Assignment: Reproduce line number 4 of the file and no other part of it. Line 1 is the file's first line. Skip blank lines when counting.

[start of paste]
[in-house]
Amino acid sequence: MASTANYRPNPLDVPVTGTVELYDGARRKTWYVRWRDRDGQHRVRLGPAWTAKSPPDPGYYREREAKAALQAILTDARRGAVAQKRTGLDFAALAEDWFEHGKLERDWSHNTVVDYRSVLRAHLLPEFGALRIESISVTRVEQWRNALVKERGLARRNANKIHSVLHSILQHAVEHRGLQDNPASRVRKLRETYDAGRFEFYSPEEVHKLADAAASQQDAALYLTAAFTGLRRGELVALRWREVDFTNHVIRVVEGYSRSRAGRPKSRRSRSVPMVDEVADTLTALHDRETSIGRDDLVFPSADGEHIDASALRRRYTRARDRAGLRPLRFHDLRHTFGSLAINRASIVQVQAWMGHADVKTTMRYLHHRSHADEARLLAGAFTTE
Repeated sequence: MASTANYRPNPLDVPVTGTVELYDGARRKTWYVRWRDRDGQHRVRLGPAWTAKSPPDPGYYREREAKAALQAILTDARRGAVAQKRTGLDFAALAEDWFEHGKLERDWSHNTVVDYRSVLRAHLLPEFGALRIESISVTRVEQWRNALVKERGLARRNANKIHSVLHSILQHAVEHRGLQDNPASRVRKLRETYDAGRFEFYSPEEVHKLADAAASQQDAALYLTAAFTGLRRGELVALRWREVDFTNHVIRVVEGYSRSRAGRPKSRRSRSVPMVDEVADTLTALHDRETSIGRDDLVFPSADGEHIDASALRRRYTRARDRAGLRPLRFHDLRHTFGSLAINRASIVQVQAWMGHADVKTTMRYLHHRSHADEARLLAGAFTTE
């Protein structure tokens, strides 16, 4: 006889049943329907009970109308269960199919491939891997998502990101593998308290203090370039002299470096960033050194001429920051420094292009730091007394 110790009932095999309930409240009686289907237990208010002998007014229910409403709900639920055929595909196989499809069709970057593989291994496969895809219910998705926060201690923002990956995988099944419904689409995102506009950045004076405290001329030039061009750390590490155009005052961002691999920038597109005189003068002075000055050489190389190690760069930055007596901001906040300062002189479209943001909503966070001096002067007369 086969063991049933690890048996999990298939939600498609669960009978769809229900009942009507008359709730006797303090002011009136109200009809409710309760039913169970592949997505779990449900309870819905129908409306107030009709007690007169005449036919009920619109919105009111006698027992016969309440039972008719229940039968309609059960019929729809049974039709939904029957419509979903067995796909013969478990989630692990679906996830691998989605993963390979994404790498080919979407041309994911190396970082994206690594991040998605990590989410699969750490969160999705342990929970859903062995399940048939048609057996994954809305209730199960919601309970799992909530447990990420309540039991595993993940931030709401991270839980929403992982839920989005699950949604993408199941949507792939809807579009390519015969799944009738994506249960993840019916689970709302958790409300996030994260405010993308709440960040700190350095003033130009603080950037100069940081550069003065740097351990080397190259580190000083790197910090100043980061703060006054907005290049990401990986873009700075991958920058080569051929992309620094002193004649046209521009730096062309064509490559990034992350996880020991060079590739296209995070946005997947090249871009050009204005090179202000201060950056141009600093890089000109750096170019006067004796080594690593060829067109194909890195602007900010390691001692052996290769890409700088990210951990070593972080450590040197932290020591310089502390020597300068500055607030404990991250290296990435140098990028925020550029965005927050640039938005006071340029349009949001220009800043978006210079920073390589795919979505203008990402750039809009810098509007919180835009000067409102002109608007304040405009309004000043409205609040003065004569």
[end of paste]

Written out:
């Protein structure tokens, strides 16, 4: 006889049943329907009970109308269960199919491939891997998502990101593998308290203090370039002299470096960033050194001429920051420094292009730091007394 110790009932095999309930409240009686289907237990208010002998007014229910409403709900639920055929595909196989499809069709970057593989291994496969895809219910998705926060201690923002990956995988099944419904689409995102506009950045004076405290001329030039061009750390590490155009005052961002691999920038597109005189003068002075000055050489190389190690760069930055007596901001906040300062002189479209943001909503966070001096002067007369 086969063991049933690890048996999990298939939600498609669960009978769809229900009942009507008359709730006797303090002011009136109200009809409710309760039913169970592949997505779990449900309870819905129908409306107030009709007690007169005449036919009920619109919105009111006698027992016969309440039972008719229940039968309609059960019929729809049974039709939904029957419509979903067995796909013969478990989630692990679906996830691998989605993963390979994404790498080919979407041309994911190396970082994206690594991040998605990590989410699969750490969160999705342990929970859903062995399940048939048609057996994954809305209730199960919601309970799992909530447990990420309540039991595993993940931030709401991270839980929403992982839920989005699950949604993408199941949507792939809807579009390519015969799944009738994506249960993840019916689970709302958790409300996030994260405010993308709440960040700190350095003033130009603080950037100069940081550069003065740097351990080397190259580190000083790197910090100043980061703060006054907005290049990401990986873009700075991958920058080569051929992309620094002193004649046209521009730096062309064509490559990034992350996880020991060079590739296209995070946005997947090249871009050009204005090179202000201060950056141009600093890089000109750096170019006067004796080594690593060829067109194909890195602007900010390691001692052996290769890409700088990210951990070593972080450590040197932290020591310089502390020597300068500055607030404990991250290296990435140098990028925020550029965005927050640039938005006071340029349009949001220009800043978006210079920073390589795919979505203008990402750039809009810098509007919180835009000067409102002109608007304040405009309004000043409205609040003065004569």